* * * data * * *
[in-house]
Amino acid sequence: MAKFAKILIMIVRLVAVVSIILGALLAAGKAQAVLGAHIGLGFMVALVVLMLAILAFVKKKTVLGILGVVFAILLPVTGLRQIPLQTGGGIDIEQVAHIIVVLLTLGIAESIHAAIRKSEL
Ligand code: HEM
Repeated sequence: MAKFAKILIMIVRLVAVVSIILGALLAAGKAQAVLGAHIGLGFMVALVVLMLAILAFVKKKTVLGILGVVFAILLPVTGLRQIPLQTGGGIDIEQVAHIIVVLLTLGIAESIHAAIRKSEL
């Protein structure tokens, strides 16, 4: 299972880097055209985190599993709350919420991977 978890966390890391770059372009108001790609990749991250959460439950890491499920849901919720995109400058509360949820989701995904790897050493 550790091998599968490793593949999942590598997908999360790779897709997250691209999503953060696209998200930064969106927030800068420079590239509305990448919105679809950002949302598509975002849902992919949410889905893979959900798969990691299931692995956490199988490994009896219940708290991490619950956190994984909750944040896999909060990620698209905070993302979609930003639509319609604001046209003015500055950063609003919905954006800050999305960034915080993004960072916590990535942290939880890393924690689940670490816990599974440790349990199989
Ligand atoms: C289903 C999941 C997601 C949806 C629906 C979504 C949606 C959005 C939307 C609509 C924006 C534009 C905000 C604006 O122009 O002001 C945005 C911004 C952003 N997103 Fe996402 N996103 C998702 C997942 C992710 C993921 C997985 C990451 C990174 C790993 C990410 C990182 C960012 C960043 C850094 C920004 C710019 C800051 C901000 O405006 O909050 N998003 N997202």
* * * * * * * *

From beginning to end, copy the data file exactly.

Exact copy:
[in-house]
Amino acid sequence: MAKFAKILIMIVRLVAVVSIILGALLAAGKAQAVLGAHIGLGFMVALVVLMLAILAFVKKKTVLGILGVVFAILLPVTGLRQIPLQTGGGIDIEQVAHIIVVLLTLGIAESIHAAIRKSEL
Ligand code: HEM
Repeated sequence: MAKFAKILIMIVRLVAVVSIILGALLAAGKAQAVLGAHIGLGFMVALVVLMLAILAFVKKKTVLGILGVVFAILLPVTGLRQIPLQTGGGIDIEQVAHIIVVLLTLGIAESIHAAIRKSEL
């Protein structure tokens, strides 16, 4: 299972880097055209985190599993709350919420991977 978890966390890391770059372009108001790609990749991250959460439950890491499920849901919720995109400058509360949820989701995904790897050493 550790091998599968490793593949999942590598997908999360790779897709997250691209999503953060696209998200930064969106927030800068420079590239509305990448919105679809950002949302598509975002849902992919949410889905893979959900798969990691299931692995956490199988490994009896219940708290991490619950956190994984909750944040896999909060990620698209905070993302979609930003639509319609604001046209003015500055950063609003919905954006800050999305960034915080993004960072916590990535942290939880890393924690689940670490816990599974440790349990199989
Ligand atoms: C289903 C999941 C997601 C949806 C629906 C979504 C949606 C959005 C939307 C609509 C924006 C534009 C905000 C604006 O122009 O002001 C945005 C911004 C952003 N997103 Fe996402 N996103 C998702 C997942 C992710 C993921 C997985 C990451 C990174 C790993 C990410 C990182 C960012 C960043 C850094 C920004 C710019 C800051 C901000 O405006 O909050 N998003 N997202």